The last part of the Sixth Circuit’s opinion is a rebuttal to the dissent that was filed in the case, and so we will come back to it after we discuss the dissent. At this point, what is important is that the Sixth Circuit affirmed the judgment of the U.S. District Court, meaning that the promissory notes and moneys had been in the LLCs but were taken by Winget after the attempted revocation, would go directly to Chase — less the $79 million paid to the IRS as discussed.
Now let us consider the dissent by Judge Batchelder. The gist of the dissent was that the Trust should never have had unlimited liability on the guarantee given to JP Morgan in the first place, but rather (and I paraphrase for brevity) the Trust and Winget were to have been treated the same, but in a later draft where Winget’s liability was capped at $50 million, a similar provision for the Trust was overlooked in the drafting. and “Judge Cohn issued a thorough and meticulous opinion finding as a factual certainty and explaining beyond any doubt that the final version’s failure to include the Trust in the limitation provision was a mistake”. The Sixth Circuit then compounded this error by treating the Trust as a separate legal entity from Winget himself, which a revocable trust is not since the assets of a revocable trust are available to creditors. From this bad ruled then flowed a number of flawed rulings which treat the Trust as something different than Winget, when it is not. Thus, the correct result would be for the Sixth Circuit to recognize its initial mistake and treat the Trust as having been released from liability when Winget was released.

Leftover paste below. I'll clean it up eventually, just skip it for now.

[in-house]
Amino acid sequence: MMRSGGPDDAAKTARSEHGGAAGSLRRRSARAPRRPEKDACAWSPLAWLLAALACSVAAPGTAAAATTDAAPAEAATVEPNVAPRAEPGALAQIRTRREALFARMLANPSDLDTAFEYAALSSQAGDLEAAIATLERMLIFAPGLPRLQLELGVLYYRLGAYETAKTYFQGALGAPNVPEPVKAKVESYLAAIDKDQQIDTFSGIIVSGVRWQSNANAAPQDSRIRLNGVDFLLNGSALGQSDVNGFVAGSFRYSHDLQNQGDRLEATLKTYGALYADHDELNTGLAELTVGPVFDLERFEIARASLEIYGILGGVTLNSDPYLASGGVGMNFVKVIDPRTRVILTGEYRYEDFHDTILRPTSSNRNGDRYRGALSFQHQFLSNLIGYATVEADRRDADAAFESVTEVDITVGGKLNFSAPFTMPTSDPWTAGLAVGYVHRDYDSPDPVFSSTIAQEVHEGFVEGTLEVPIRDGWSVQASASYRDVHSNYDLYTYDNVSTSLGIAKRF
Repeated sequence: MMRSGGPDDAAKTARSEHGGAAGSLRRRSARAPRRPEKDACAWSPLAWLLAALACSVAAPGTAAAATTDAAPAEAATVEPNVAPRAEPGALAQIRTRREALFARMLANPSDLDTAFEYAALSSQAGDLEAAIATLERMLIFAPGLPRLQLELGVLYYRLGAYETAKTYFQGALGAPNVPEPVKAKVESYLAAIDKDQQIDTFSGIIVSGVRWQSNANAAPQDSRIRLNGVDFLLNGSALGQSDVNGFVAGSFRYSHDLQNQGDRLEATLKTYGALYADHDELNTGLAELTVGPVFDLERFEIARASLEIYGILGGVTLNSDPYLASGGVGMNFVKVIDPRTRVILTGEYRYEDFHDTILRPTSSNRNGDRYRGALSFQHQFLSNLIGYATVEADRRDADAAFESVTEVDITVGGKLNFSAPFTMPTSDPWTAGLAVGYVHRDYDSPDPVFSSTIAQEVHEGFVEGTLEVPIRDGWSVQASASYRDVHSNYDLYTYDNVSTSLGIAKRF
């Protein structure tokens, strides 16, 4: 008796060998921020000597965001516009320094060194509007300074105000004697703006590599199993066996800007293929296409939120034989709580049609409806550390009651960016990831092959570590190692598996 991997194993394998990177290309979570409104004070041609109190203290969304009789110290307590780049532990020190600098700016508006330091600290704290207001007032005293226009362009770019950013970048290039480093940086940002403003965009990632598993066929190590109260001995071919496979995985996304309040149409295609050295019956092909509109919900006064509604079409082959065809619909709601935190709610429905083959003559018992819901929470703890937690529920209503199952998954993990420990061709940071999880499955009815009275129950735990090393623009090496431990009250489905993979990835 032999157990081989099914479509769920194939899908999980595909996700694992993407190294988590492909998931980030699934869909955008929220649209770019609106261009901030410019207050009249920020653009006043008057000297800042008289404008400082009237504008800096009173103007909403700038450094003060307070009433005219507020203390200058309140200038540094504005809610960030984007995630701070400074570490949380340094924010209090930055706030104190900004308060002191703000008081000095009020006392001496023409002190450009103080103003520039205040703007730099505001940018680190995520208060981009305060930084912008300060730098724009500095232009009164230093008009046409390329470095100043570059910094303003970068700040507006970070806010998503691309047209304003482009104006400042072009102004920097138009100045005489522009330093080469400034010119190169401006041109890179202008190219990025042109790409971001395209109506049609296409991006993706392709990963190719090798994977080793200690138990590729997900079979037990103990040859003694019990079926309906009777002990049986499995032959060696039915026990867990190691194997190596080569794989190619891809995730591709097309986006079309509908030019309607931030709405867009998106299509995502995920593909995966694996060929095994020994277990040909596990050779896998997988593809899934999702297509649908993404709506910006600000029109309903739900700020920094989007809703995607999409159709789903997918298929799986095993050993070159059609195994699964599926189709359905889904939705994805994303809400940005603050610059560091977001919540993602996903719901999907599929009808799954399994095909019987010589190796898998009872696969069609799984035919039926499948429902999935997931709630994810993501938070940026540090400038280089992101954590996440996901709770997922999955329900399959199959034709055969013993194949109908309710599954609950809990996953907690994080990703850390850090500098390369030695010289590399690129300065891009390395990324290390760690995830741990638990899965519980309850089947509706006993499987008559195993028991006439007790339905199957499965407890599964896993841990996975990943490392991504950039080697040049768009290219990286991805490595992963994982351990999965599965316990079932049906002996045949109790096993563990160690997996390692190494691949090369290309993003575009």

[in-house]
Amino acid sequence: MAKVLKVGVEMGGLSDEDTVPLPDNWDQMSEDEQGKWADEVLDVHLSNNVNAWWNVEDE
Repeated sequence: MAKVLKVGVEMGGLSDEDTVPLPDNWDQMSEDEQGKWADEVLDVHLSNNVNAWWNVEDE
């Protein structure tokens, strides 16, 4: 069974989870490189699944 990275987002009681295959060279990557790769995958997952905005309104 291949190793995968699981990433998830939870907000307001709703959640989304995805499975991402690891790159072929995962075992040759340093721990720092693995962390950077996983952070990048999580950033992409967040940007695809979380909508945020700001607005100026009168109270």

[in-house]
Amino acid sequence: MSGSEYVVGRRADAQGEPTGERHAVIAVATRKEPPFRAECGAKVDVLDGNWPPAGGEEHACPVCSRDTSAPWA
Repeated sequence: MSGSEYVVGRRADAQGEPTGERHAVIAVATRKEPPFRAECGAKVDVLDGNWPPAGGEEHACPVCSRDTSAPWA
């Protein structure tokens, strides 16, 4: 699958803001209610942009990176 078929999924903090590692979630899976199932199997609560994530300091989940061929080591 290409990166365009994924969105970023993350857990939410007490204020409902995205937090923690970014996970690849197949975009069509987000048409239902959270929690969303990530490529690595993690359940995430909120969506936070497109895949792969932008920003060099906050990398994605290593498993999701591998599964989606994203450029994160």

Now back to the rebuttal of the dissent found in the main opinion. That rebuttal was basically that the determination that the Trust and Chase have a binding contract was unchallenged, that Winget did attempt to bring it up on a petition for certiorari to the U.S. Supreme Court, but that court denied the petition, and otherwise the parties have for years treated that decision as the law of the case. Thus, it would be improper for the Sixth Circuit at this late date to reconsider its decision.
I’m not going to spend much time on the dissent or the majority’s rebuttal for the reason that the issue is fact-specific and implicates a body of law relating to drafting mistakes that is well-settled. I will take issue, however, with one point of Judge Batchelder which is that a revocable (“living”) trust is not a trust for creditor purposes. This isn’t exactly right. It is true that a creditor of the settlor may effectively ignore the Trust because of a statutory exception to the otherwise legal person separateness of a revocable trust, but that doesn’t make it any less of a trust. Moreover, when the settlor dies, any spendthrift provisions in the trust will be respected — just like any other trust — to protect the trust assets from the creditors of beneficiaries. Finally, the parties themselves treated the Trust as a separate legal person by having the Trust sign off on the guarantees.